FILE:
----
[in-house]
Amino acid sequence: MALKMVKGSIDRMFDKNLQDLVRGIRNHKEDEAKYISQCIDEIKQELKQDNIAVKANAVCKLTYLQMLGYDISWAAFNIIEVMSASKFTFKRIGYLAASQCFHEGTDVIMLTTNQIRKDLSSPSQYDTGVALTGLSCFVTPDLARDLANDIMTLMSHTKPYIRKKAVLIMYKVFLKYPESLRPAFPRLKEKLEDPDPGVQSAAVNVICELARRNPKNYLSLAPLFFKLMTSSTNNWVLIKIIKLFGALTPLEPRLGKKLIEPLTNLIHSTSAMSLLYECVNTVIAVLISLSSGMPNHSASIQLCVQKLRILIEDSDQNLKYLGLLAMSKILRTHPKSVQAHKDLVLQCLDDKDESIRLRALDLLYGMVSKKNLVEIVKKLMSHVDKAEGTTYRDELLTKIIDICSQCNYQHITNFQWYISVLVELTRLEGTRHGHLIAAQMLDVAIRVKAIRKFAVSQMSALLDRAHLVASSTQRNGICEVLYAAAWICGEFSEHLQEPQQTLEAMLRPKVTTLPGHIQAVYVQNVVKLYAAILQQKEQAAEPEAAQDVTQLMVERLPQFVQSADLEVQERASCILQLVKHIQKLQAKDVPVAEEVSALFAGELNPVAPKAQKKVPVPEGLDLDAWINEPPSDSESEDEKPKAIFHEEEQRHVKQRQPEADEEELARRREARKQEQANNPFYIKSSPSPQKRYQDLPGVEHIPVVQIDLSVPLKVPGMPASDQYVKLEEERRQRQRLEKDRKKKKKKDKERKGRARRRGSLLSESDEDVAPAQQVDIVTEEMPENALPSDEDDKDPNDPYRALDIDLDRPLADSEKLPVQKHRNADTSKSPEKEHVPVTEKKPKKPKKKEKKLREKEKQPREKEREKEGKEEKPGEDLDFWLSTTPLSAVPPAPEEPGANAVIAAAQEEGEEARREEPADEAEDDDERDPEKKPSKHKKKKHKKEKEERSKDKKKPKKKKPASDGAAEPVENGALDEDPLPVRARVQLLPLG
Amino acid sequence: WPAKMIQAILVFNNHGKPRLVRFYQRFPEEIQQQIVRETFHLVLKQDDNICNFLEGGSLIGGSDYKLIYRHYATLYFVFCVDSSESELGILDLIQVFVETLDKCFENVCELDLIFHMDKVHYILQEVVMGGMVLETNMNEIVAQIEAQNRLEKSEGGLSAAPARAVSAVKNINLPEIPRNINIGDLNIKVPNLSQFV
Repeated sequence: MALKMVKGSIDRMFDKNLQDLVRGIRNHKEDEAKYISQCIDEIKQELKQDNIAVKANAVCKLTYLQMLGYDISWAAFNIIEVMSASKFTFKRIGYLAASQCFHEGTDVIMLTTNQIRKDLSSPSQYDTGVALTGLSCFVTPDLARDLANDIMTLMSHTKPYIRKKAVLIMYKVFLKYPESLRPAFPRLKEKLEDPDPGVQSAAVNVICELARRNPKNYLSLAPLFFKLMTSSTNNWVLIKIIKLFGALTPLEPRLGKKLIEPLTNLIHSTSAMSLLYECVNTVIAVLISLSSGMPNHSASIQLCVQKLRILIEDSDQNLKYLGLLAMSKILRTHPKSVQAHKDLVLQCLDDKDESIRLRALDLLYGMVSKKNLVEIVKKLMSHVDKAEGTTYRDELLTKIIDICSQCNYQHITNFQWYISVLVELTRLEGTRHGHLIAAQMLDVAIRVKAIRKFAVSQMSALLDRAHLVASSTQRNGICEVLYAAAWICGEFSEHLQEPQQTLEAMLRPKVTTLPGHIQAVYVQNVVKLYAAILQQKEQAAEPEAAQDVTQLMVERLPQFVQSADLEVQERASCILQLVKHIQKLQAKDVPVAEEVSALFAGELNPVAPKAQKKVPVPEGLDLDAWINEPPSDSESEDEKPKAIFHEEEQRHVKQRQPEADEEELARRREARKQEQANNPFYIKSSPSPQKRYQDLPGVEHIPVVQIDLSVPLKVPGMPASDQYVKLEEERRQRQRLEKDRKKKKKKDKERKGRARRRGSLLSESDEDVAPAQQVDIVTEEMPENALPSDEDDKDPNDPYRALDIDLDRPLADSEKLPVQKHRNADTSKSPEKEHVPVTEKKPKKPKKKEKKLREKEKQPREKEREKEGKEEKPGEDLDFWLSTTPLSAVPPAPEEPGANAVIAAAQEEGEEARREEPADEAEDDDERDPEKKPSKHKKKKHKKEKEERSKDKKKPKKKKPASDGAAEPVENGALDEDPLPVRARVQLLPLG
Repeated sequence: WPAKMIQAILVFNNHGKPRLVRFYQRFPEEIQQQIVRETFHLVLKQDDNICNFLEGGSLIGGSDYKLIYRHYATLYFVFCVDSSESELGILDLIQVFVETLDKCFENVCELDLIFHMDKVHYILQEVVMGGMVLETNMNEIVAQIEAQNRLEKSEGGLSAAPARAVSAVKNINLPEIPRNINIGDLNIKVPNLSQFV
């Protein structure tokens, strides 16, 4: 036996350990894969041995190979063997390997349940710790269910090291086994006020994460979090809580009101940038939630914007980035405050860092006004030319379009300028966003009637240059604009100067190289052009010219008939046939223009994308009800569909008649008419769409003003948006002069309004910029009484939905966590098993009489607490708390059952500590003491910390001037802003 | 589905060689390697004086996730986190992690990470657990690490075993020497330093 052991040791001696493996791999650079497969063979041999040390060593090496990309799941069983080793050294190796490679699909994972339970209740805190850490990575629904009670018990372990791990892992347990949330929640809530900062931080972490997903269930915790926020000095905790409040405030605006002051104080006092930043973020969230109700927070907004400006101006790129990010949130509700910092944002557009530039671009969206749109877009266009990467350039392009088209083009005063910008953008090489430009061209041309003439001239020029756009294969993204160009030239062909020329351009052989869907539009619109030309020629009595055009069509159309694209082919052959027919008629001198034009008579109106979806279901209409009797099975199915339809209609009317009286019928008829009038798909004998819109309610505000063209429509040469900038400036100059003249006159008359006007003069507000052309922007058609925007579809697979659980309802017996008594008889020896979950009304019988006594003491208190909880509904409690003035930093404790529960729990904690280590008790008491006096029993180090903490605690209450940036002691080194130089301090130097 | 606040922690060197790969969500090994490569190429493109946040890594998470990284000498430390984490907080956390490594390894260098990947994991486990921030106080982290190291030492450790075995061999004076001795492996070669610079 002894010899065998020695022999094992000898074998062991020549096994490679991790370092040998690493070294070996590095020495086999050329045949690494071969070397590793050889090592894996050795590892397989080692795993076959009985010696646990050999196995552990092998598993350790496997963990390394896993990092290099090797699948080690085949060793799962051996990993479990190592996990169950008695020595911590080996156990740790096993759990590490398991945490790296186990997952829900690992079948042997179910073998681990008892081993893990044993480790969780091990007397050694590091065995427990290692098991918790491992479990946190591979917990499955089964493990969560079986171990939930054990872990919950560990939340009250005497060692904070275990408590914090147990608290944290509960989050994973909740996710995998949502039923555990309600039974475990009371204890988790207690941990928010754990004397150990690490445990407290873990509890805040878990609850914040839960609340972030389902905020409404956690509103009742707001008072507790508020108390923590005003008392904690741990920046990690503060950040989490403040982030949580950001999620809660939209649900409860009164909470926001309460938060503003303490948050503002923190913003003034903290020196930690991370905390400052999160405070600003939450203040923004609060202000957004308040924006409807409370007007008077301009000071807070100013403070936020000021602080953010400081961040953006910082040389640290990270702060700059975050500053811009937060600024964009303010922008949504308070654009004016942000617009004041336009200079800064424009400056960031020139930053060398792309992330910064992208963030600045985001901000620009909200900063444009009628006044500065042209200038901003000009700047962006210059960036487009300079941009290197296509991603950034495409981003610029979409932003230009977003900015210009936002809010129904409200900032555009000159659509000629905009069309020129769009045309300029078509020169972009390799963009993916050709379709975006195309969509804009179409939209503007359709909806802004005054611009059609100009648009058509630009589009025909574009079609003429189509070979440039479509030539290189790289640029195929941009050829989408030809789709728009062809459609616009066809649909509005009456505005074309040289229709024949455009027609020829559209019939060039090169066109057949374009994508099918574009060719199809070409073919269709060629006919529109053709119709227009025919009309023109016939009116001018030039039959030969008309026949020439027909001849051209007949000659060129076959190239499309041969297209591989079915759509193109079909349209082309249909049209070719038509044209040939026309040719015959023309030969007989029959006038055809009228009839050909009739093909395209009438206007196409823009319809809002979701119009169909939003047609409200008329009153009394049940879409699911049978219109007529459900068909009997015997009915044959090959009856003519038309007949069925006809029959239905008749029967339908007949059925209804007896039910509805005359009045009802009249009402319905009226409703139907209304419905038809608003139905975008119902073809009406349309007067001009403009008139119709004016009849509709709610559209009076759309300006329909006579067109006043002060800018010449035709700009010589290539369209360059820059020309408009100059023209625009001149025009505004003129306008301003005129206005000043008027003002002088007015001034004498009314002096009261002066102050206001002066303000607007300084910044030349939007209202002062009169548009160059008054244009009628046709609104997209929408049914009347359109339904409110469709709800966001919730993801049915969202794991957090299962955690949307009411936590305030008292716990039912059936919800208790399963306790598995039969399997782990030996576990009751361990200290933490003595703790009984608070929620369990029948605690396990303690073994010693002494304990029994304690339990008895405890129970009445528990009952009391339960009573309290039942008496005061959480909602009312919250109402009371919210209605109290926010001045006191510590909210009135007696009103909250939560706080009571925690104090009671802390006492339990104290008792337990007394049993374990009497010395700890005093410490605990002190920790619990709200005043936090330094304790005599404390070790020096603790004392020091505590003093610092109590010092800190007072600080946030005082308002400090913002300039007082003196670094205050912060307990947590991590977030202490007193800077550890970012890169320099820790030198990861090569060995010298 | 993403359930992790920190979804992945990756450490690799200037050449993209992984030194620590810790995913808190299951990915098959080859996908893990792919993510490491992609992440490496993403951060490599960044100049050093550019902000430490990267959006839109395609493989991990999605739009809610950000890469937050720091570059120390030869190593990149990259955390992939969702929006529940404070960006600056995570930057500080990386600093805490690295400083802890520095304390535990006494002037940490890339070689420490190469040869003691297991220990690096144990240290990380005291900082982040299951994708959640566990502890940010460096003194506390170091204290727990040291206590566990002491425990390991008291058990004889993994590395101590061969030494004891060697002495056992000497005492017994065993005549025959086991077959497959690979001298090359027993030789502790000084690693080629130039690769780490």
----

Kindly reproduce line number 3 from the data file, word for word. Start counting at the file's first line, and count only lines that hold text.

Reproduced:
Amino acid sequence: WPAKMIQAILVFNNHGKPRLVRFYQRFPEEIQQQIVRETFHLVLKQDDNICNFLEGGSLIGGSDYKLIYRHYATLYFVFCVDSSESELGILDLIQVFVETLDKCFENVCELDLIFHMDKVHYILQEVVMGGMVLETNMNEIVAQIEAQNRLEKSEGGLSAAPARAVSAVKNINLPEIPRNINIGDLNIKVPNLSQFV